Personally, I’d love it if Newburyport, MA had a caring community to be this proud of.

Mary Eaton
Newburyport

Sticky Dishes

In a large welcoming, bright warm room, company around a morning cup of coffee at a Senior Center.

In conversation it is mentioned that dishes feel smooth, not sticky or gummy as they do in the small two-room apartment.

Heads tilt and brows furrow. Sticky, gummy dishes.

A visit from a friendly face.

The dishes are in the drying rack next to the sink. But they are gummy and sticky with food that is dried on and never been removed.

It is remarked that a generic bar of soap and a washcloth might not work so well, washing dishes.

A light, small bottle of dishwashing liquid and a scrub sponge cut with scissors to comfortably fit a hand, is produced. The liquid is blue. It is alright, it will not leave a blue color, but clean dishes.

Every dish is plunge into warm soapy water and scrubbed with new scrub sponge, rinsed and left to dry. Instructions follow. The dishes are no longer sticky or gummy.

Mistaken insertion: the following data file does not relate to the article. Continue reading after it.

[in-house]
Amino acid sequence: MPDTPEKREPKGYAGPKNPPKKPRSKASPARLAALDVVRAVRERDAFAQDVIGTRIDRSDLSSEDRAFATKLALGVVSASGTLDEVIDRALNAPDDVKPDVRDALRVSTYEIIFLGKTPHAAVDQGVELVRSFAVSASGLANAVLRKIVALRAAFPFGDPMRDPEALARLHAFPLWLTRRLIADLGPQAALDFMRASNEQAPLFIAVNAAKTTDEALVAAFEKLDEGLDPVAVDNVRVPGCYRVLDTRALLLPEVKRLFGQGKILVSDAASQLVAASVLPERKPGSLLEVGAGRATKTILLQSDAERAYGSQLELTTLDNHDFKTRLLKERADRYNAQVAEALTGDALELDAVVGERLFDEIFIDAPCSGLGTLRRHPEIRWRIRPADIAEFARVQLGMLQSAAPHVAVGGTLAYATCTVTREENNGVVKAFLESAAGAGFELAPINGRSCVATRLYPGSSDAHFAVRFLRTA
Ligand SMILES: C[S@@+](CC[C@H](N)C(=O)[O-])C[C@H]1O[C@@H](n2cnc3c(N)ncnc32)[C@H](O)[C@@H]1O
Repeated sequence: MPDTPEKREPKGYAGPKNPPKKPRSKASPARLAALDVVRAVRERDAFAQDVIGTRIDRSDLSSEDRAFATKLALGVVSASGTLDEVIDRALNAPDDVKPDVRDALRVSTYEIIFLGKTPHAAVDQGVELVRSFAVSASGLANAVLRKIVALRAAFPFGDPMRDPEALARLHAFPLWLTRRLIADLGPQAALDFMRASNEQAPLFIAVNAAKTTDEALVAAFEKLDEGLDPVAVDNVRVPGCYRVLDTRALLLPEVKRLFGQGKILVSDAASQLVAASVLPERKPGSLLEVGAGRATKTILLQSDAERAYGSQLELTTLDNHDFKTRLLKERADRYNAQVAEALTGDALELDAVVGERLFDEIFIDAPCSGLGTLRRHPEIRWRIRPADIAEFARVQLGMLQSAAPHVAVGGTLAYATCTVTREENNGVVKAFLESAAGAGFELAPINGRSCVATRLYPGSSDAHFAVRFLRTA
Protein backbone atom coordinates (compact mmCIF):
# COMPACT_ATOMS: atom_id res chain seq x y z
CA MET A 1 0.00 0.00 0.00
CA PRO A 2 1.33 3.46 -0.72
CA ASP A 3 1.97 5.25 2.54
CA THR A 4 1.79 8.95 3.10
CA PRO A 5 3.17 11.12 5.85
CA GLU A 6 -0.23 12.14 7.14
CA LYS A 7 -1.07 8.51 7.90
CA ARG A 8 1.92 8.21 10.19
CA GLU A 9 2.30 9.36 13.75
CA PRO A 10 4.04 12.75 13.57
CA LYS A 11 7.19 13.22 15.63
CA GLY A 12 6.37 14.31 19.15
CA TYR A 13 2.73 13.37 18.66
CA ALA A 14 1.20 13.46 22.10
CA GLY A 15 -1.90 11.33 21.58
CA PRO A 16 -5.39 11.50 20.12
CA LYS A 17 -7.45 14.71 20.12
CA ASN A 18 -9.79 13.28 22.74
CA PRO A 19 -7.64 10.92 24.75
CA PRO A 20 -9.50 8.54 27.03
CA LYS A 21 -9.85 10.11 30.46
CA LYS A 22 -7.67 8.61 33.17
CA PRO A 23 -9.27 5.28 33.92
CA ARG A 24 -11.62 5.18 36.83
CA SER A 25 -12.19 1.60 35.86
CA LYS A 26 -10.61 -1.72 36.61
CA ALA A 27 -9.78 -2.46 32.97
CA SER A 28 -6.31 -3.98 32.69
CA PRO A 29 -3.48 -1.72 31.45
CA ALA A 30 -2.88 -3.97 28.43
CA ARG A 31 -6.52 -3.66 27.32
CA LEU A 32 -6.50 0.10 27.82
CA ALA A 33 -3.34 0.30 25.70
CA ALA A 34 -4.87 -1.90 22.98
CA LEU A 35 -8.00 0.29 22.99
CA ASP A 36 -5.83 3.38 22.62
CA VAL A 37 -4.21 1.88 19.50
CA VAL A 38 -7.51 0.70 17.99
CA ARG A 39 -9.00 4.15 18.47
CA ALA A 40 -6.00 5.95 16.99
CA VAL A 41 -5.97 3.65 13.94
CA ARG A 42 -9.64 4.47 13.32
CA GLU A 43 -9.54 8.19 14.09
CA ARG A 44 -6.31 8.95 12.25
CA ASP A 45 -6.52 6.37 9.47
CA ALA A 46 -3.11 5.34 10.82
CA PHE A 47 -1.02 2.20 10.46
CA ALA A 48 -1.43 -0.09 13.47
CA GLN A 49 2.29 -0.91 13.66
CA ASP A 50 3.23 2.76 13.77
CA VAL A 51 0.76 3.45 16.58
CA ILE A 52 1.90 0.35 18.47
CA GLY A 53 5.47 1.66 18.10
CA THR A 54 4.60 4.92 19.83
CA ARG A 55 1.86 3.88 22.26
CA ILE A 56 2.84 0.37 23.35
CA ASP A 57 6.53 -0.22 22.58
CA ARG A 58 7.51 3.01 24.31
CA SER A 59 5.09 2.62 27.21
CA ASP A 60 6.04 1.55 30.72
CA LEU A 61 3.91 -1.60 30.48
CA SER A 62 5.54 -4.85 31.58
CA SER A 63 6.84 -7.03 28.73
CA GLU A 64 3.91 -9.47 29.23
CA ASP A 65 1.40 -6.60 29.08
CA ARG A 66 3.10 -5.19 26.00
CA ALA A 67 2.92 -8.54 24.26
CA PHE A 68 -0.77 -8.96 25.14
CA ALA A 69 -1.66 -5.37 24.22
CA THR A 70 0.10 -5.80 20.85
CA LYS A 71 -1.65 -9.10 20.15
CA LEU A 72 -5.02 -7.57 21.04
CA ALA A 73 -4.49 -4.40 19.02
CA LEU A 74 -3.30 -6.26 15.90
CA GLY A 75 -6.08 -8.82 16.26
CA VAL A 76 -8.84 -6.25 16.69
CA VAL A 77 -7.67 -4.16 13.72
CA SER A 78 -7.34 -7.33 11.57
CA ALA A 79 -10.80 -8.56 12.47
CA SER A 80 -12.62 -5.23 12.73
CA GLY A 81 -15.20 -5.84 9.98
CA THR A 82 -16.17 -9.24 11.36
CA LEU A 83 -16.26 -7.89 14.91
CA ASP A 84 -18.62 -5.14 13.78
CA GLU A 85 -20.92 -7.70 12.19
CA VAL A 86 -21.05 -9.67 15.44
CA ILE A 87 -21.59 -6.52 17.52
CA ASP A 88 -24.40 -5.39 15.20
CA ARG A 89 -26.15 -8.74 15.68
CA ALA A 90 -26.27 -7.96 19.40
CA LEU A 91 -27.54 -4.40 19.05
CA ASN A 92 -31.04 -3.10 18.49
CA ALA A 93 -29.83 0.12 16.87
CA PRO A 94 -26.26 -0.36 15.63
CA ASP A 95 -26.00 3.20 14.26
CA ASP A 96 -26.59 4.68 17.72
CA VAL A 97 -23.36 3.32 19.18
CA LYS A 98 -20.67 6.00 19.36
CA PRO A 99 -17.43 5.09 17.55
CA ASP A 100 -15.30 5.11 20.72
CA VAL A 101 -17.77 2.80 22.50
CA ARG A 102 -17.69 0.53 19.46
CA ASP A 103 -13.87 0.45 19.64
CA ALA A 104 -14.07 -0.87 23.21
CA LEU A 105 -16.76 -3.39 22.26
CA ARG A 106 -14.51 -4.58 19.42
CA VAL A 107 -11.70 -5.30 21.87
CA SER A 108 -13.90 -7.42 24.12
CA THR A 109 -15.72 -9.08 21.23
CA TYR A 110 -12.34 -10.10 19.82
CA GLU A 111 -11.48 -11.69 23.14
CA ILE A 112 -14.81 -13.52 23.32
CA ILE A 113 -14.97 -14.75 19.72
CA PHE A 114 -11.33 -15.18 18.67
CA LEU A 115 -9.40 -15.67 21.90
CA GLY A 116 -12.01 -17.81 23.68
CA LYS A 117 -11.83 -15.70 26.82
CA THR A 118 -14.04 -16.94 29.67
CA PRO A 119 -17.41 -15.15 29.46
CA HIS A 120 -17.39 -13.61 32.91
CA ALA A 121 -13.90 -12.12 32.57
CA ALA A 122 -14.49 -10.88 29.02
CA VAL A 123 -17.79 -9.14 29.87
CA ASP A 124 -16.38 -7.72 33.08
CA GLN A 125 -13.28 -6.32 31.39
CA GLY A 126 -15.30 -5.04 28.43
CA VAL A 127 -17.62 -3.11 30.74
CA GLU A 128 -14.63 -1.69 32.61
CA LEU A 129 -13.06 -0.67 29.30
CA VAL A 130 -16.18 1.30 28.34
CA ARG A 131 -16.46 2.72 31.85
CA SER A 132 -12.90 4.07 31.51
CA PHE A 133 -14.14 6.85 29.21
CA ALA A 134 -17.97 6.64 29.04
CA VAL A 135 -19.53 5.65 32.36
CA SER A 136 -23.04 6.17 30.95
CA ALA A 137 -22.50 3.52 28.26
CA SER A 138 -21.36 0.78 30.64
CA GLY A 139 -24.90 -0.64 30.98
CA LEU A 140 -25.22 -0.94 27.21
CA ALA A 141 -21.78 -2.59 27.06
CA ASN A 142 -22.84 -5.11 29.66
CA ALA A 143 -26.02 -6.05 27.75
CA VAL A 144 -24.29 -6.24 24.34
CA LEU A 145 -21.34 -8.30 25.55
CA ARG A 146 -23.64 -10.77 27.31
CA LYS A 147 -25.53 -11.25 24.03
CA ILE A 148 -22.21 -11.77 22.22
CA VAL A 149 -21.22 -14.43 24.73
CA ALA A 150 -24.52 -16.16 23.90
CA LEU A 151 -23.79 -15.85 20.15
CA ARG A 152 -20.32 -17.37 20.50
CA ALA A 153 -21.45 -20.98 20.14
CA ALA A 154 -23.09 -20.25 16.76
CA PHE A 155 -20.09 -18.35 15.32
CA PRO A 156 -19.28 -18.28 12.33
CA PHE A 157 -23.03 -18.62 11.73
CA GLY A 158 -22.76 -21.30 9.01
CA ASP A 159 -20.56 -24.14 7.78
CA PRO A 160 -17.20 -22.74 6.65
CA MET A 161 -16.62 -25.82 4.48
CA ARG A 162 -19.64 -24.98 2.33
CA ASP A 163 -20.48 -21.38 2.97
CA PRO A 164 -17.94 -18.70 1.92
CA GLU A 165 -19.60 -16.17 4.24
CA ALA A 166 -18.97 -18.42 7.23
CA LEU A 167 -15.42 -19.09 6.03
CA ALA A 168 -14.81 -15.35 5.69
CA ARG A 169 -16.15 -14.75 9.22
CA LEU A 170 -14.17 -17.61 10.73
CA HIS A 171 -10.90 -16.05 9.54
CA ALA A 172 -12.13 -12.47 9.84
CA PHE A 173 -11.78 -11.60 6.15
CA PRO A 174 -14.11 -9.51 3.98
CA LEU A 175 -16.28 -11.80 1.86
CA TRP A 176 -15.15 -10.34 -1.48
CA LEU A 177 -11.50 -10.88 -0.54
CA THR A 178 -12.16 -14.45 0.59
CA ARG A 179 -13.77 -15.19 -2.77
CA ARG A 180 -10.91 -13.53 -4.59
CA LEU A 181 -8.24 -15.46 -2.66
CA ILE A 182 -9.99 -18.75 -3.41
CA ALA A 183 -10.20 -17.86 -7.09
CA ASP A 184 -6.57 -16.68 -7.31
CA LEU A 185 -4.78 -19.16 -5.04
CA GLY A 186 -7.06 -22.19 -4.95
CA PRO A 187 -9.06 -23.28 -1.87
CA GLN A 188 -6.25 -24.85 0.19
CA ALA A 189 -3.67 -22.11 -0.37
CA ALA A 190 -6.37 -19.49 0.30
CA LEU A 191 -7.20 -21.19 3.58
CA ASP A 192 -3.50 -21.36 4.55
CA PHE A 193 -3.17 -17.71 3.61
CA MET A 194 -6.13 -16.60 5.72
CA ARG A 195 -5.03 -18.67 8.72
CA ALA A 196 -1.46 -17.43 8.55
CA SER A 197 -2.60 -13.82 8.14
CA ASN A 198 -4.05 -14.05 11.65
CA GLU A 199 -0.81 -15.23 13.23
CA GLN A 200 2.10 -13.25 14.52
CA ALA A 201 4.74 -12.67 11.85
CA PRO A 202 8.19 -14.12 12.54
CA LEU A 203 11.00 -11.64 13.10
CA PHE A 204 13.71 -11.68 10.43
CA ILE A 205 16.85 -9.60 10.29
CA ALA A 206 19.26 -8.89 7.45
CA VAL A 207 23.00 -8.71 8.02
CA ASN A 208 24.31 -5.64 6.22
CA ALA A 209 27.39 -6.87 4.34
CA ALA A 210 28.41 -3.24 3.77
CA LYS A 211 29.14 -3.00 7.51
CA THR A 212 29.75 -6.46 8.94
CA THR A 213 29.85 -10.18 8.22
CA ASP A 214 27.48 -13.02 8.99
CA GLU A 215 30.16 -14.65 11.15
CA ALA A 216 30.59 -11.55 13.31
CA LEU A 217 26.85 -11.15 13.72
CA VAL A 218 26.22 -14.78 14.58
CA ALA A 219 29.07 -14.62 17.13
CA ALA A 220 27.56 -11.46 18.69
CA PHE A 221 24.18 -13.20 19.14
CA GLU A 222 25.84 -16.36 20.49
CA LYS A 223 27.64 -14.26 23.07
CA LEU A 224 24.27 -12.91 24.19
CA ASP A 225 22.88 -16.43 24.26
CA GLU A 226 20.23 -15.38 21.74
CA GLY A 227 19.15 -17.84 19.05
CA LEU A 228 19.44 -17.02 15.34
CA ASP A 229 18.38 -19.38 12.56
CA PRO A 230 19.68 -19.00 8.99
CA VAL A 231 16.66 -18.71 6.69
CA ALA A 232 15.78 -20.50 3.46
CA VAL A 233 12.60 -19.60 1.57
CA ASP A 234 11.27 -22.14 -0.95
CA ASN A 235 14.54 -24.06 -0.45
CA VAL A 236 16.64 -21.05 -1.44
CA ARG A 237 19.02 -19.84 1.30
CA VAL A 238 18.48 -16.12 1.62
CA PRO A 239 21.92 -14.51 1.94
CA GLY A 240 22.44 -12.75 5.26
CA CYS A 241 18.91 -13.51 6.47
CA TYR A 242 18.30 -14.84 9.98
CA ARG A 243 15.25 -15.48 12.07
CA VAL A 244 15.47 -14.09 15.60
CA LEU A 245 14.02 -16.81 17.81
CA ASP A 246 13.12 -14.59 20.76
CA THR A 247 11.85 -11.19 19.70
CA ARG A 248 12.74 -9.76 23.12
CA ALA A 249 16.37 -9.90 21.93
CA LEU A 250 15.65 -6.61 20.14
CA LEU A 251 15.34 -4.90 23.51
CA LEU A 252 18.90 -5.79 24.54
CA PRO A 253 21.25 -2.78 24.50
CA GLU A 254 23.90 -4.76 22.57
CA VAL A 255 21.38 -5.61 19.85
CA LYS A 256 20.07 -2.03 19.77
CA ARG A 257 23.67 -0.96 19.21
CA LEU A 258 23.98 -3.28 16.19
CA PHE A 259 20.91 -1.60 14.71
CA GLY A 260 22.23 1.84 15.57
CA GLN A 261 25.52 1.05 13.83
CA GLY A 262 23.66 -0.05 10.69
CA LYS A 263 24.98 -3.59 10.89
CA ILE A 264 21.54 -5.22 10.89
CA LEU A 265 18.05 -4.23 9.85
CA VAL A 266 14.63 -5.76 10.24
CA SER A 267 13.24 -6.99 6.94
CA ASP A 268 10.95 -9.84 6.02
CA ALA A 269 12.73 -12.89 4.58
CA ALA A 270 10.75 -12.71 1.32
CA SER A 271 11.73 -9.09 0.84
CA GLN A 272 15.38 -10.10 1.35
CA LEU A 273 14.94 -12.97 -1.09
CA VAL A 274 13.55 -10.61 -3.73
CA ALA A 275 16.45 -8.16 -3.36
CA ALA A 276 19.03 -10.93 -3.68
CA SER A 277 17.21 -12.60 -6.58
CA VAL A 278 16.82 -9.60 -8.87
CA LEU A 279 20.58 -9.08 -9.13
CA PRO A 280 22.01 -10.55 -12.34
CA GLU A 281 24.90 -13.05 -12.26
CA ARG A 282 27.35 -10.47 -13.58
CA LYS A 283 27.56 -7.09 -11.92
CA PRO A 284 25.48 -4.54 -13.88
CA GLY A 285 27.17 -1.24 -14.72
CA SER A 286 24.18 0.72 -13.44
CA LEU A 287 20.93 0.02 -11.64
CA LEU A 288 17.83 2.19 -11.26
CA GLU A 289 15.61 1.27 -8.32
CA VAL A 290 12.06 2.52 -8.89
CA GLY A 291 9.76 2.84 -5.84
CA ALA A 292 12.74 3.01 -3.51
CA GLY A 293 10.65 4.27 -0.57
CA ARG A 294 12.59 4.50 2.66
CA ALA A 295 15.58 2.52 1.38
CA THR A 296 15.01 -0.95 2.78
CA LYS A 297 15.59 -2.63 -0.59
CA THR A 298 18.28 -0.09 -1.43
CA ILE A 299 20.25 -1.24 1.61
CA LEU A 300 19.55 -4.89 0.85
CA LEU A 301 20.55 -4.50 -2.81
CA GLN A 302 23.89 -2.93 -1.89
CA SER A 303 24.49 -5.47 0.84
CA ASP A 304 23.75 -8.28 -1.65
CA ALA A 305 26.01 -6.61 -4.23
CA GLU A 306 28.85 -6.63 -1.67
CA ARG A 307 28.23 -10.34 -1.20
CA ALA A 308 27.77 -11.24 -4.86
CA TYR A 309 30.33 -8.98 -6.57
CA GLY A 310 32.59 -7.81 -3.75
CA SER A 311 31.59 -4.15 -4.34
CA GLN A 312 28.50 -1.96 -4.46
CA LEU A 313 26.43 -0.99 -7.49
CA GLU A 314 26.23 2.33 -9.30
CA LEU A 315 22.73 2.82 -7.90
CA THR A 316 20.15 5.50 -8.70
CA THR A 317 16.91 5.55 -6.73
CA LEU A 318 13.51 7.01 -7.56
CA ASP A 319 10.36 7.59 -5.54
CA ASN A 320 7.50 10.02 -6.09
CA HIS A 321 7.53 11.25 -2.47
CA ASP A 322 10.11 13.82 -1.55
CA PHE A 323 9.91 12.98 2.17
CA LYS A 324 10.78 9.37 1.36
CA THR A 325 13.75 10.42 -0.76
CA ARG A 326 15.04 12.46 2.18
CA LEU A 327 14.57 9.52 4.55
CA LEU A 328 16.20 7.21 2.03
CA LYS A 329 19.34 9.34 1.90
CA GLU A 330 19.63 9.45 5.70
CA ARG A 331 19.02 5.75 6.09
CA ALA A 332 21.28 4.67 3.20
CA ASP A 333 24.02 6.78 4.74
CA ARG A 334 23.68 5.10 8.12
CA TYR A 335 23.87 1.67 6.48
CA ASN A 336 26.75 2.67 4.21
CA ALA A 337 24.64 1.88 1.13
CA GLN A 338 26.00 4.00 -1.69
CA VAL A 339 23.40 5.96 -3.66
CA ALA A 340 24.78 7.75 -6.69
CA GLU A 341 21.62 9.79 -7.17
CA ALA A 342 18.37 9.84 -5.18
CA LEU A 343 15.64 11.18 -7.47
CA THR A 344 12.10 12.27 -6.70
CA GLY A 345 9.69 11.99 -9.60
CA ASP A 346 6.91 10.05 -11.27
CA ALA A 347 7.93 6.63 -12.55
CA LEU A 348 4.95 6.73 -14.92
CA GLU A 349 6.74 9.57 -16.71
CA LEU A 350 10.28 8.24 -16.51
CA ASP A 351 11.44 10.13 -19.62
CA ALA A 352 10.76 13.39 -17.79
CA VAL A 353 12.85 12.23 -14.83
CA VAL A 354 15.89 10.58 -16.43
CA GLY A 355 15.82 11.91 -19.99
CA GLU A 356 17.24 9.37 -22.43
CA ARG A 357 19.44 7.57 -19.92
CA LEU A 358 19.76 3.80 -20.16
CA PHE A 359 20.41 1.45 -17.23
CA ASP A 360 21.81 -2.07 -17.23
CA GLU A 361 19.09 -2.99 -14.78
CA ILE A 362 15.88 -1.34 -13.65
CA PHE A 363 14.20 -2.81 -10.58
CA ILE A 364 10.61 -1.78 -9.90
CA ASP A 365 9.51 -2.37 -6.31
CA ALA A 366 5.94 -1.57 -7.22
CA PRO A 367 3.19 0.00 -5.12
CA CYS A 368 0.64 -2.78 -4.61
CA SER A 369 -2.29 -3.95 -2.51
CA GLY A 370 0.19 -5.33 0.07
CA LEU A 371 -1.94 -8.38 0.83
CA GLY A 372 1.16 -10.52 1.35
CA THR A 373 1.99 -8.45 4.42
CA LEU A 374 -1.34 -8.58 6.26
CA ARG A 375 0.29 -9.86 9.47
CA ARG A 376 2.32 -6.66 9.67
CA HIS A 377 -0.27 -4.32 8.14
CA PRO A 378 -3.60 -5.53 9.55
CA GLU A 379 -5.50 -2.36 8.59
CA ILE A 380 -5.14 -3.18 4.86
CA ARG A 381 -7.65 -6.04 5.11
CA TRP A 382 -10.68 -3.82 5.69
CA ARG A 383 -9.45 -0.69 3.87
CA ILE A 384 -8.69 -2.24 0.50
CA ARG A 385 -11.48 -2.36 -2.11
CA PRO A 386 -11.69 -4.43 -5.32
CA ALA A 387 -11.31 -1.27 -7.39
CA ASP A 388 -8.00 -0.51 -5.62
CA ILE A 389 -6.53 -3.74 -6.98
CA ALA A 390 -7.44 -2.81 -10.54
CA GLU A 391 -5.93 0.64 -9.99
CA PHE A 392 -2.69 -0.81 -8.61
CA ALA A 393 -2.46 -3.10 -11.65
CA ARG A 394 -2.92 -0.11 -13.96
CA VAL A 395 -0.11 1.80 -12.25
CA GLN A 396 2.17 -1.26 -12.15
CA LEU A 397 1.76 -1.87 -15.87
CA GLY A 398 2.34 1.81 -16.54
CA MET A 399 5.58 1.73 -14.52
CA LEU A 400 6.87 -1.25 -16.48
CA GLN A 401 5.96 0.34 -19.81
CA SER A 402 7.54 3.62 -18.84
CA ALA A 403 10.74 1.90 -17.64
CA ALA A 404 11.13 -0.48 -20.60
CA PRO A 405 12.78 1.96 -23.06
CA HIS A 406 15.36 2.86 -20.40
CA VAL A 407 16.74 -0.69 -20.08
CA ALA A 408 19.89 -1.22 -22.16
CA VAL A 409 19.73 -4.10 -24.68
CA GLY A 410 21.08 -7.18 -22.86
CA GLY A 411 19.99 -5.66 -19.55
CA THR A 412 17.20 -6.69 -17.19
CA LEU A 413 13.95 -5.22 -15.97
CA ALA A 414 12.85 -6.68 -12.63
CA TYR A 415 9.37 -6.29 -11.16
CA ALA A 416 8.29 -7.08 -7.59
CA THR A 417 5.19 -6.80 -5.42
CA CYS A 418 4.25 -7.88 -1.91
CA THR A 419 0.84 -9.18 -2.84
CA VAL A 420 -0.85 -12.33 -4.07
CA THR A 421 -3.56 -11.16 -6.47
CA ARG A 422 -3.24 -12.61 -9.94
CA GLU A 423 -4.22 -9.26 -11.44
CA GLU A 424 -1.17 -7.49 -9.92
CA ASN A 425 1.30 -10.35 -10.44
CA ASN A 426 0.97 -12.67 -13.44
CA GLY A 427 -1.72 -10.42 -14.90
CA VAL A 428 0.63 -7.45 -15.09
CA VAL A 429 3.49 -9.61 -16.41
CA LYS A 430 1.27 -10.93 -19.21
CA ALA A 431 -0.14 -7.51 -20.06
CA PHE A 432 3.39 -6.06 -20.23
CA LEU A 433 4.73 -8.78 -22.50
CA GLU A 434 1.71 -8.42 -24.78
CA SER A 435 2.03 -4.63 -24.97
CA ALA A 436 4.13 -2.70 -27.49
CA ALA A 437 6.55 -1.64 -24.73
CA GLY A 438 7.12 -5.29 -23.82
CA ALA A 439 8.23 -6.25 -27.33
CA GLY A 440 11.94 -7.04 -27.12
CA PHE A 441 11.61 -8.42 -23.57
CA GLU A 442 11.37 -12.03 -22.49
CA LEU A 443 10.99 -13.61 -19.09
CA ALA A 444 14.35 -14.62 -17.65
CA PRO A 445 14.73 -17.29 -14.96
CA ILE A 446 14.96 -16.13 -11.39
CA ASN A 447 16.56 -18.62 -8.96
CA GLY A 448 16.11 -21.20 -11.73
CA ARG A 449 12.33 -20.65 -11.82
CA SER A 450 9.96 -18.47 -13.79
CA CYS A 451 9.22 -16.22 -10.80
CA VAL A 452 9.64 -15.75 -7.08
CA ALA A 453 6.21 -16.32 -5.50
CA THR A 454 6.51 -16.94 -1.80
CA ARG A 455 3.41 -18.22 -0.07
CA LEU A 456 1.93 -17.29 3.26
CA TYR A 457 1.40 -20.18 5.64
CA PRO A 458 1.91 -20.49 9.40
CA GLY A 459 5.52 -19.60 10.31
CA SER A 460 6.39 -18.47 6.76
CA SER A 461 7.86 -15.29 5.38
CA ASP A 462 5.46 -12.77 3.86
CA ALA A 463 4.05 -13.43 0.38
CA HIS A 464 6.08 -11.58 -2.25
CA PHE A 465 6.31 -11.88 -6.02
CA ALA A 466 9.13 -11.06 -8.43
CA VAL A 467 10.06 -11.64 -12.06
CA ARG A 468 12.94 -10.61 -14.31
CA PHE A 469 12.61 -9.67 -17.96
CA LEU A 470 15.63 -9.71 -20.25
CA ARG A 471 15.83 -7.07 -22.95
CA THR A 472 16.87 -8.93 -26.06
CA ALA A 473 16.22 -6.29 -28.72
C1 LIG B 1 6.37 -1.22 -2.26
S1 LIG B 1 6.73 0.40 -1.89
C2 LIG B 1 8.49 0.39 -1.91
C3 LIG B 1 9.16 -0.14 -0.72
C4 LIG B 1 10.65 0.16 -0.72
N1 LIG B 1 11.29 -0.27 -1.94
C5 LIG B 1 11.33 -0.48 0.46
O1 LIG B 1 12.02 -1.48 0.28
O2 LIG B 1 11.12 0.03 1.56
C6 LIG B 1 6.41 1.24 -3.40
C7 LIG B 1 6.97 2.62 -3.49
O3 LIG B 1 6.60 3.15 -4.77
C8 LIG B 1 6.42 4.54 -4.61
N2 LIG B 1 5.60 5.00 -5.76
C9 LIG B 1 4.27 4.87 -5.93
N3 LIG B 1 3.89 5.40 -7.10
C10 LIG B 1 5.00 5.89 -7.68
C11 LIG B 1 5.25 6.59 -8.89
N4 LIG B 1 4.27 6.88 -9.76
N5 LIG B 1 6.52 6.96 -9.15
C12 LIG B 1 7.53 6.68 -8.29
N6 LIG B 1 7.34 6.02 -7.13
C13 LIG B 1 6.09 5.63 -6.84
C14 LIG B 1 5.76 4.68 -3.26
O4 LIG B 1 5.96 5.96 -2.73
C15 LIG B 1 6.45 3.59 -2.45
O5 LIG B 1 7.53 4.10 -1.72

A promise of a follow up visit to check on new dish washing approach. The generic bar of soap and washcloth are left there for familiarity. The new blue dishwashing liquid stands upright by the side of the sink.

A suggestion to wear glasses when washing dishes. Better to see what could be missed.

Relief. The dishes are smooth. Somebody cares.

Probably would not have happened without a sanctuary, where people know the kind of questions to ask, and do not laugh at or ignore, such small issues. A Senior Center.

Mary Eaton
Newburyport

Numbing Silence

Silence.

Except for the TV. Silence.

On warmer days a walk.

On return, check the answering machine. No calls.

Last sibling, in another state, died.

No one to check in with.

After initial condolences–nothing. No cards, no phone calls.

Pick up the phone, can’t call, not there anymore.